Space weather forces Orbital to postpone cargo launch (Update)

Jan 08, 2014
An Orbital Sciences Corporation Antares rocket is rolled out to a launchpad at NASA's Wallops Flight Facility on January 5, 2014

Turbulent space weather forced Orbital Sciences on Wednesday to postpone the launch of its unmanned Cygnus spacecraft on its first regular contract flight to supply the International Space Station.

The Cygnus spacecraft had been set to take off at midday atop an Antares rocket carrying 2,780 pounds (1,260 kilograms) of gear including science experiments, supplies and hardware.

However, a potent solar flare caused increased levels of space radiation that might have damaged the spacecraft's electronics.

"Early this morning the Antares launch team decided to scrub today's launch attempt due to an unusually high level of space radiation," Orbital said in a statement.

The levels were caused by solar eruptions late Tuesday that "exceeded by a considerable margin the constraints imposed on the mission to ensure the rocket's electronic systems are not impacted by a harsh radiation environment."

Orbital said it would consult with NASA and space weather experts and "continue to monitor the levels of space radiation with a goal of setting a new launch date as soon as possible."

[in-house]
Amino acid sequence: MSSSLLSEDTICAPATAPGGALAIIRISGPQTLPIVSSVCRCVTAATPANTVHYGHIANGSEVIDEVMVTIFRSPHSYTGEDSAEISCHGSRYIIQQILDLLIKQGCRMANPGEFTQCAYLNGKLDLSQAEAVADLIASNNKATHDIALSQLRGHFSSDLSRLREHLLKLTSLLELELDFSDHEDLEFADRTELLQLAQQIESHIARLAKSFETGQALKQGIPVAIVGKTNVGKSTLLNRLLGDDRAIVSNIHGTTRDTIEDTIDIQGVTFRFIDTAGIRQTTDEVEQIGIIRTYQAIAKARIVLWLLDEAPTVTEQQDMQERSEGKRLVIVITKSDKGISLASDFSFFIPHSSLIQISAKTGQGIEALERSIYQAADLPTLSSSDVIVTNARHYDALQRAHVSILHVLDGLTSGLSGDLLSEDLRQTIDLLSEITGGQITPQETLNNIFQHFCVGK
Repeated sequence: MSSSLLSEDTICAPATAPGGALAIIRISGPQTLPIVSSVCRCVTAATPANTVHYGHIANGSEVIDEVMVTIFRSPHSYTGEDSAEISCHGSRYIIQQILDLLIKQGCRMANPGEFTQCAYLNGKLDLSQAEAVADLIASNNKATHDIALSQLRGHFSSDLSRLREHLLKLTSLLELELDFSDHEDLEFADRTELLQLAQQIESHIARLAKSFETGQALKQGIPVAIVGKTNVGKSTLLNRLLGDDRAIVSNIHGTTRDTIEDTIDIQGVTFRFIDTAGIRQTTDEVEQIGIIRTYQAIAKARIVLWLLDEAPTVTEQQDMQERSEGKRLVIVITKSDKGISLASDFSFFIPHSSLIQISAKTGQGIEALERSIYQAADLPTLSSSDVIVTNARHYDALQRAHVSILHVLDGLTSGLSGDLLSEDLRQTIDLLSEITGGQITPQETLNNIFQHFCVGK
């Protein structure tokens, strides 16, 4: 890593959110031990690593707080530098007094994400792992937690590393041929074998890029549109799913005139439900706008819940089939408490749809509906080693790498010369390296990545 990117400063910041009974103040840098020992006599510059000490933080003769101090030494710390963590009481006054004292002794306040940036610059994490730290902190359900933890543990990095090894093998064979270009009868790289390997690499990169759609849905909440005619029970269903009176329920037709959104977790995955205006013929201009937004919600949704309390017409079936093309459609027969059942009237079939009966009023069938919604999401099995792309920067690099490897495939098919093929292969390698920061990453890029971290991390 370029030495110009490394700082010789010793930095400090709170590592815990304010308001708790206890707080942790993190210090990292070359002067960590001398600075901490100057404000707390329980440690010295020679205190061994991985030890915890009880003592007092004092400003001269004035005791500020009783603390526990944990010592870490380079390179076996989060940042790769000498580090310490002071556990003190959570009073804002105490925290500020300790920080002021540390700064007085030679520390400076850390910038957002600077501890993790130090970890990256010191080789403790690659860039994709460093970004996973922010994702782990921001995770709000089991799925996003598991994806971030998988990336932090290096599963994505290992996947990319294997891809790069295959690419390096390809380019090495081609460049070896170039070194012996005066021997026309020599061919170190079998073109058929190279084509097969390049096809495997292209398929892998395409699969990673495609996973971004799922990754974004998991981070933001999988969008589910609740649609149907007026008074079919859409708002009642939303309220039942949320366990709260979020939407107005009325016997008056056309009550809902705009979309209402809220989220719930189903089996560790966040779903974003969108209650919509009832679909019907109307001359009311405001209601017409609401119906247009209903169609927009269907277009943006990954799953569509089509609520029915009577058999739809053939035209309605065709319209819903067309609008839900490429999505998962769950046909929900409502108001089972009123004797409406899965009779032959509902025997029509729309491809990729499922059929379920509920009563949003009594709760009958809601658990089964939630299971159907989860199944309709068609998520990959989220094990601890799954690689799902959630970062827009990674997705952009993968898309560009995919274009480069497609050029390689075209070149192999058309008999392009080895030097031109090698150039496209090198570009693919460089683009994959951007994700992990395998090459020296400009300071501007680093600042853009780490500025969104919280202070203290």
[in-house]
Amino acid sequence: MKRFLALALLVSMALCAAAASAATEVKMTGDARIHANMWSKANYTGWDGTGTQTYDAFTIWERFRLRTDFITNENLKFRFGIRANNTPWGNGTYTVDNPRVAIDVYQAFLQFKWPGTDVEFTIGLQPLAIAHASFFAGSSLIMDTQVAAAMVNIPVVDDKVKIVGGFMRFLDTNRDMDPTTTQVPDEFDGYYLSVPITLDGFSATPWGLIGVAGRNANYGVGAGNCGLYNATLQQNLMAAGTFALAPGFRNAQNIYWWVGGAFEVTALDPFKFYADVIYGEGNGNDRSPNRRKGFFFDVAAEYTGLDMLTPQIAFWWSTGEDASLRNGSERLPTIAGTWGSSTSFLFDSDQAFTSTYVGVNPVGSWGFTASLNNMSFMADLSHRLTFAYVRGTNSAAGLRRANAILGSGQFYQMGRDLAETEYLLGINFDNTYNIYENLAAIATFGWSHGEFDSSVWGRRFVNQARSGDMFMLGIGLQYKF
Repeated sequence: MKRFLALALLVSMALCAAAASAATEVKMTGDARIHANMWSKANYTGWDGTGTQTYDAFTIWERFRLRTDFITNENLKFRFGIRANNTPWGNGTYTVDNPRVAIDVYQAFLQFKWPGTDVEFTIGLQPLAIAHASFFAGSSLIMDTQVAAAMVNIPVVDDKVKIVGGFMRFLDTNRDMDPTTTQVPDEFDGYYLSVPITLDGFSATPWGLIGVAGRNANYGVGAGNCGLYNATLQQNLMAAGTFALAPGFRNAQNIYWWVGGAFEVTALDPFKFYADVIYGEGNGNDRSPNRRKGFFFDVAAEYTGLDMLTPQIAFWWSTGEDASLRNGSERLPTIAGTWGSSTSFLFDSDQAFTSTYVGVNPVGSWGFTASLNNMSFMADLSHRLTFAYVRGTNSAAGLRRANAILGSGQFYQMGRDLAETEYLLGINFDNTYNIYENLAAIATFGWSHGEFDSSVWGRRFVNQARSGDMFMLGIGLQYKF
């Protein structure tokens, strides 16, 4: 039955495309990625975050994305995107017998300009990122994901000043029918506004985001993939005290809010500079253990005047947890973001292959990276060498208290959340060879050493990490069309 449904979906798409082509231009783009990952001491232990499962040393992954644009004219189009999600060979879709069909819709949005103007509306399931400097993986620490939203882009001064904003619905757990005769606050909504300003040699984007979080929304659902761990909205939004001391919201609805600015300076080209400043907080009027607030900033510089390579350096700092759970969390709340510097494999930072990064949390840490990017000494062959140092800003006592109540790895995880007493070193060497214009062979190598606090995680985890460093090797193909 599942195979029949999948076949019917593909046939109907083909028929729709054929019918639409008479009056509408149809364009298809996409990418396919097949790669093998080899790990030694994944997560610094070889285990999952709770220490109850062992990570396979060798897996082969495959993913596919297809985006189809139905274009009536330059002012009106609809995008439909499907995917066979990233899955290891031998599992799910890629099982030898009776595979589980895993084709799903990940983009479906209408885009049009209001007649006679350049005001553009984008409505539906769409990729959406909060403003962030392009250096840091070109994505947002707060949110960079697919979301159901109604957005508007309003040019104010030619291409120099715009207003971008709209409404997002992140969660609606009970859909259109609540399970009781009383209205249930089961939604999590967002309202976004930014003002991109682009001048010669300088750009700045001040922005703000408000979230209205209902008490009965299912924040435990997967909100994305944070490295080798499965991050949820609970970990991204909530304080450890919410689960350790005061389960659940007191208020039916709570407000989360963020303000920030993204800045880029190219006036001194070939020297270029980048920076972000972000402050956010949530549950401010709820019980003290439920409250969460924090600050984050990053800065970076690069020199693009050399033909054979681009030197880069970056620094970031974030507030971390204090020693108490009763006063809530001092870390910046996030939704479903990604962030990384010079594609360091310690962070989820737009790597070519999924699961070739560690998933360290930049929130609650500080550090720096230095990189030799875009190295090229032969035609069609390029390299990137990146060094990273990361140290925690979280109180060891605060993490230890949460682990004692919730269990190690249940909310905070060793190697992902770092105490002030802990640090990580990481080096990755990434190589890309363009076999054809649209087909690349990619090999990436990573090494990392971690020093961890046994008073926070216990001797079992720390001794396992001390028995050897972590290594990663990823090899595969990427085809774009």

If Thursday is approved for a launch attempt, the liftoff time from Wallops Island, Virginia would be 1:10 pm (1810 GMT), allowing the cargo ship to reach the ISS by January 12.

An Orbital Sciences Corporation Antares rocket on the launchpad at NASA's Wallops Flight Facility on January 6, 2014

The attempt was previously delayed in December due to a cooling system breakdown at the ISS, which required American astronauts to make two spacewalks in order to replace an ammonia cooling pump.

When the launch goes ahead, it will mark the company's second trip to the orbiting outpost, coming on the heels of a successful demonstration launch in September.

That mission proved "that the company can reliably carry out regularly scheduled operational missions to the ISS for NASA," said David Thompson, Orbital's chairman and chief executive officer.

Orbital has a contract with NASA worth 1.9 billion dollars for eight cargo resupply missions to the global space lab.

Orbital and SpaceX are two private companies that have stepped in to ensure the United States' ability to reach the orbiting outpost, after the retirement of the 30-year space shuttle program in 2011.

SpaceX, owned by Internet entrepreneur Elon Musk, became the first commercial entity to reach the space station with its Dragon cargo ship in 2012, and has a $1.6 billion contract with NASA.

Unlike SpaceX's Dragon capsule, Cygnus cannot return to Earth intact but will burn up on re-entry into Earth's atmosphere, disposing of any unwanted cargo.

Explore further: NASA rolls out rocket for Thursday's ISS cargo launch

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